AmNews: How does an actor as talented as you are deal with rejection/what is the secret to be able to go on?
KHC: As an actor you are taught that there’s going to be rejection. You have to develop a mechanism to deal with that. That’s not a whole lot different than developing mechanisms to deal with bias in your life as a Black person. You realize things are going to be different for you. If you’re going to go into rooms as an actor and get said no to again and again, you have to first love yourself so that you can say yes to yourself. I was able to do that. But, seven years ago when I went on an audition there was huge rejection and rudeness in the audition process and I was inconsolable. I couldn’t put it down, I was 50 years old and I couldn’t understand why I was being treated this way. I go on because I always tell young actors in general, if there is anything else that you could do, do it, because this shit is hard and it will eat your life. For me, I didn’t have a choice; that was the direction that I needed to go. So, I said what are you going to do, you get up in the morning and you create, you’re an artist. I have to do what I was put here to do. I have purpose in this life. I can look back at the hardship and realize it enabled me to write this play. I love to be on stage and I love to move people.
AmNews: In the play you seem to have a love/hate relationship with Othello because he is the only lead Shakespearean character that is created for a Black man, explain that.
KHC: There are a great many problems with the way that Shakespeare has written that play and portrays that character. It is not the fault of Shakespeare that this is so. I have no right to indict a 400-year-old play. It’s when you hand it to me and say be this guy. The love/hate relationship comes in when people say you are perfect for this guy and the question is the guy who is written or the way I wish to portray him? And the answer all too often in this inadvertent bias is, as written, but then how would they know what Shakespeare meant?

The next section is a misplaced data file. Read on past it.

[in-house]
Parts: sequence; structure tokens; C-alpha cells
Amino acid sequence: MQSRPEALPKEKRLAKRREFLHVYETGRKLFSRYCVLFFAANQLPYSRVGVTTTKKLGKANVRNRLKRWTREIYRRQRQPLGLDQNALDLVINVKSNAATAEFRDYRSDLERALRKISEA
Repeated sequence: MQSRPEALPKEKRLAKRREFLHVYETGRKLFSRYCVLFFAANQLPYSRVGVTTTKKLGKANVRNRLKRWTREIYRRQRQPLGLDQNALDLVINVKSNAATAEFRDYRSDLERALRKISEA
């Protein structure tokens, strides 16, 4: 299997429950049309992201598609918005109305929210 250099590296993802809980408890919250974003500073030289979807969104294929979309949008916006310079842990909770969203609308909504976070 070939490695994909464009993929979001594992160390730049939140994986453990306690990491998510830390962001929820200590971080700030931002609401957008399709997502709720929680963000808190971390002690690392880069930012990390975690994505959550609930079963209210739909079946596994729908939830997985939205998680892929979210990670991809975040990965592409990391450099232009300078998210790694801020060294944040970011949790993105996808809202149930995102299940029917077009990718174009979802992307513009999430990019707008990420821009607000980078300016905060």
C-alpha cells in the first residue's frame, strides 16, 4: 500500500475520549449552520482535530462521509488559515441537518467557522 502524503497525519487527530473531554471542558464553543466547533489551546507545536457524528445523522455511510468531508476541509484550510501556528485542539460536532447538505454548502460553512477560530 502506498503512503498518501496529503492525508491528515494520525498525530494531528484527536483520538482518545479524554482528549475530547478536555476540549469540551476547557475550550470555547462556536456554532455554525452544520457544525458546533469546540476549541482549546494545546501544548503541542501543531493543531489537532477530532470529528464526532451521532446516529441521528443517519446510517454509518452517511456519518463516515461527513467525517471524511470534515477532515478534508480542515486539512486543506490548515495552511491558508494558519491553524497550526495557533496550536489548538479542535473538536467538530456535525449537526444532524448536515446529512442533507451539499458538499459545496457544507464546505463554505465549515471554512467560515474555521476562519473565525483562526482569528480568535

AmNews: Is there anything we didn’t talk about that you want to touch upon?
KHC: I want to talk about the language. We did a theater conference in Denver several years ago and theater students were moved by the piece. It was done on a bare stage, with a little lighting, the director was not physically in the theater, he was just a voice. I expected them to respond to what the audiences are responding to here and they didn’t. They said we are here, we audition for “Oklahoma,” or “South Pacific,” a bunch of us get in, they dress us up, they light us, we have a great set. It’s all about that and there’s competition to get the roles, but it’s about the big picture. And then we see this and we realize that theater is about a guy with a story on stage telling the truth—no set, no special costume, just a dude. The drama is in him standing there telling the truth and I was gratified to hear that and when I talk about my job in theater and to perpetuate the piece, I’m hoping that I can influence more young theater people to see this piece from that place and know that if they have a story to make theater, they can start in their living room. You really just need the story and to be able to synthesize the experience, to me that comes in language. I’m really moved by the language of all the work I do… If the language of a play transports you, that’s all you need. I want to be able to stay with that in my work.